The band played in Ottawa in March 2016 in support of their second long-player, Hold On, and commenced a blitz tour through Canada and many parts of the United States. They write about the constant touring on their upcoming album.
The festival was dominated by major indie folk acts like Father John Misty and Canada’s own Broken Social Scene, while more authentic folk acts included Rodriguez and Fred Penner, but most fell in-between—very coffee shop music.
Local band Potential Red released their self-titled debut album earlier this month, which is a fast, raw, post-punk experience heavily influenced by the band’s love of the 1980s.
Some highlights from the Culture Week include Tuesday’s beading workshop—intricate beading designs being a large part of Métis and some First Nations cultures—in which non-Indigenous students can learn about and practice creating their own beadwork.
The week will feature perennial favourites such as Camp Fortune and FEDStock, this year being headlined by American hip-hop artist French Montana, along with a slew of other events such as a bike rave, club nights, and cultural celebrations.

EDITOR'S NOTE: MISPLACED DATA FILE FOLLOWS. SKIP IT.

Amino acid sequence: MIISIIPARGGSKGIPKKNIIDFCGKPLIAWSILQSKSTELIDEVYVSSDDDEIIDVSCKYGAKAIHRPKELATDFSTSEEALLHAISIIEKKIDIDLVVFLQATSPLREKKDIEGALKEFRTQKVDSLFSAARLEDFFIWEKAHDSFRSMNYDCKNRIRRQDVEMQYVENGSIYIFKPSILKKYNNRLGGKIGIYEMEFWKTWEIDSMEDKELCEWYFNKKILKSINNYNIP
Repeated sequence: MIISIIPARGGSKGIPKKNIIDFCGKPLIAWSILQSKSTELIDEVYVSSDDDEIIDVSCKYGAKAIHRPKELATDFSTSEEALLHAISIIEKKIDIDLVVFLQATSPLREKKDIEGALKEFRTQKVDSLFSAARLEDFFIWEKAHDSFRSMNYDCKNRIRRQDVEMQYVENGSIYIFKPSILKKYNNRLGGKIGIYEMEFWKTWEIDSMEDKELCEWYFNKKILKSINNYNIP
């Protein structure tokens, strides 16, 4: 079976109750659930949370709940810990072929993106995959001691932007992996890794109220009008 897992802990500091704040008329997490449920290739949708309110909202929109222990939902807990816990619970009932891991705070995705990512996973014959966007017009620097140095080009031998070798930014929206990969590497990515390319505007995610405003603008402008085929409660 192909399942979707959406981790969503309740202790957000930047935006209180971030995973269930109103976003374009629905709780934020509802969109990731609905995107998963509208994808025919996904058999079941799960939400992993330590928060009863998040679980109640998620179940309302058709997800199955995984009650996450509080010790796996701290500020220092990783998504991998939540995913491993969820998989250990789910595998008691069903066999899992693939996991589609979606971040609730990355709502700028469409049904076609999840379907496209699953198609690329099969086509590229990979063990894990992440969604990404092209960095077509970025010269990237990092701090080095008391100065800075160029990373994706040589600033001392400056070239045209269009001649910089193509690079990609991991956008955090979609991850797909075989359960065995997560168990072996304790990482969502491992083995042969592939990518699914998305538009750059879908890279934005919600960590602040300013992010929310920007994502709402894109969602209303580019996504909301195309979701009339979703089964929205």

Quality medical care is often hard to find in many parts of the world, so projects like these give you a new appreciation for how easily we can access it in Canada.
ARC is the culmination of four years of study in the BFA, and it’s the last chance for undergrads to display their artistic talent before the end of their university careers.
U of O students bring talent to cross-province culmination at Gallery 115.
“The first step is knowledge and gaining knowledge, and being aware of what’s going on in your society. So long as you’re aware and conscious of other religions, and you’re there to respect them, that can really tone down a lot of things.”